Constellation Brands (NYSE: STZ) just finished a strong year on a positive note. The alcoholic beverage giant this week announced solid growth in its beer portfolio despite weak demand at bars and restaurants. The wine and spirits division continued to struggle on both the sales and profit fronts, but management had a surprisingly bright outlook for that segment, too.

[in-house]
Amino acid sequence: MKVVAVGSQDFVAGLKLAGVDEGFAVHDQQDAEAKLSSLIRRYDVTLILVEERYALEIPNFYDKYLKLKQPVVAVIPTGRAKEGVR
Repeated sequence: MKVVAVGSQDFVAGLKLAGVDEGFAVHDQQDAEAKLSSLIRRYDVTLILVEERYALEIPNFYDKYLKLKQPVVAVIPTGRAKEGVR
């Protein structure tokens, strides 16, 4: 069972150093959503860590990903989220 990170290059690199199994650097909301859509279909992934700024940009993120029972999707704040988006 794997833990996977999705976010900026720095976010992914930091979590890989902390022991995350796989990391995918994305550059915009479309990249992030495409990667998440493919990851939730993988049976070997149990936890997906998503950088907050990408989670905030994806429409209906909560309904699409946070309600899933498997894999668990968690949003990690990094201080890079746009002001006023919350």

Canada is nearing the peak of the current wave of COVID-19, the country's chief public health officer said Sunday as Ontario reported a new single-day record for new infections and provinces brought in new restrictions to contain the virus' spread. Dr. Theresa Tam described the current rash of nationwide infections as the pandemic's second wave, though public health officials in several provinces are describing their recent daily case surges as a third wave. "With the current acceleration of COVID-19 activity, approaching the peak of the second wave, and a concerning rise in the proportion of cases that involve more contagious variants of concern, strong public health measures and individual precautions must be sustained where COVID-19 is circulating," Tam said in a statement. Tam said intensive care admissions across the country increased by 23 per cent over the last seven days compared to the week before, noting the spike is straining the country's health-care system. She said COVID-19 infections and hospitalizations are increasingly affecting younger people, adding figures show a jump in the number of hospitalizations among those 40 to 59 years old. "These data also show that an increased number of adults in this age group were admitted to intensive care units (ICU) and received mechanical ventilation in March 2021," her statement said. The percentage of patients in intensive care who were aged 18 to 39 also doubled from January to March, from 7.4 per cent to 15 per cent of the total. Tam's statement came as Ontario reported a record 4,456 cases of COVID-19 in a 24-hour period. The latest figures showed 21 additional deaths associated with the virus and a sharp rise of new cases in Toronto, which jumped by nearly 400 to 1,353. Hospitalization rates in the province have been climbing steadily, prompting the province to order facilities to scale back elective surgeries starting on Monday. A hospital at the centre of an outbreak in northwestern New Brunswick is also feeling pandemic-related strain, with seven of its nine intensive care beds filled with patients fighting COVID-19. Local health authorities said the Edmundston Regional Hospital had 13 patients sick with the virus, with seven in intensive care and five on respirators. Parts of the northwest were placed in lockdown as of Sunday following a recent rise in cases. In the afternoon, health authorities announced that municipal elections would be suspended in regions under lockdown, which include Edmundston, Upper-Madawaska, Lac Baker, Riviere-Verte, Sainte-Anne-de-Madawaska and Saint Leonard. Rules are also being tightened in Quebec, where a nighttime curfew is being moved to 8 p.m. from 9:30 as of Sunday evening in Montreal and neighbouring Laval to stave off a rise in cases. The province reported 1,535 new infections on Sunday, as well as a 25-person jump in hospitalizations -- numbers the province's health minister described as "worrisome." Premier Francois Legault already imposed the 8 p.m. curfew in some other hot spots including Quebec City and Gatineau, which are currently under special lockdown measures. In British Columbia, health authorities announced they will offer vaccines to all adults living in the ski community of Whistler beginning Monday. Whistler residents account for the majority of cases in Howe Sound, which has the highest rate of COVID-19 of any local health area in the province. Saskatchewan said it continues to set new records for the number of vaccines administered in a single day with 13,170 on Saturday. Authorities said half of Saskatchewan residents who are 50 and older have now received their first dose, after recently expanding the provincial booking system eligibility to everyone 55 and up. That province reported 321 new cases on Sunday, while Manitoba logged 112. Atlantic provinces continued to record comparatively low infection rates, with New Brunswick reporting nine new cases and Nova Scotia adding five to its tally. This report by The Canadian Press was first published April 11, 2020 Morgan Lowrie, The Canadian Press